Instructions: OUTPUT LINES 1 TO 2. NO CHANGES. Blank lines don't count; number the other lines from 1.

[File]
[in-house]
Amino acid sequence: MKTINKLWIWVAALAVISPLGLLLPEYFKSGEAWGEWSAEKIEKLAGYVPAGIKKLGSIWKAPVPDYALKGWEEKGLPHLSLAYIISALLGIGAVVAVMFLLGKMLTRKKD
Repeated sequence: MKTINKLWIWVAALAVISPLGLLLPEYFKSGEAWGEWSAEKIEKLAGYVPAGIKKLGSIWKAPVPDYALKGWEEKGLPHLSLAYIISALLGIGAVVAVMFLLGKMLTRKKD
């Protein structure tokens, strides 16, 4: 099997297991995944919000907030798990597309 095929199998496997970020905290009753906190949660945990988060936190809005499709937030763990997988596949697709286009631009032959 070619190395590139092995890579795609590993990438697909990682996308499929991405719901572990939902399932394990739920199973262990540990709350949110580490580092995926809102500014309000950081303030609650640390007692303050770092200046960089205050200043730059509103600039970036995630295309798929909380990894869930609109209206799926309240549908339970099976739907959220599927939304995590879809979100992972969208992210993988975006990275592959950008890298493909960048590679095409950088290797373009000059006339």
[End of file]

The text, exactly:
[in-house]
Amino acid sequence: MKTINKLWIWVAALAVISPLGLLLPEYFKSGEAWGEWSAEKIEKLAGYVPAGIKKLGSIWKAPVPDYALKGWEEKGLPHLSLAYIISALLGIGAVVAVMFLLGKMLTRKKD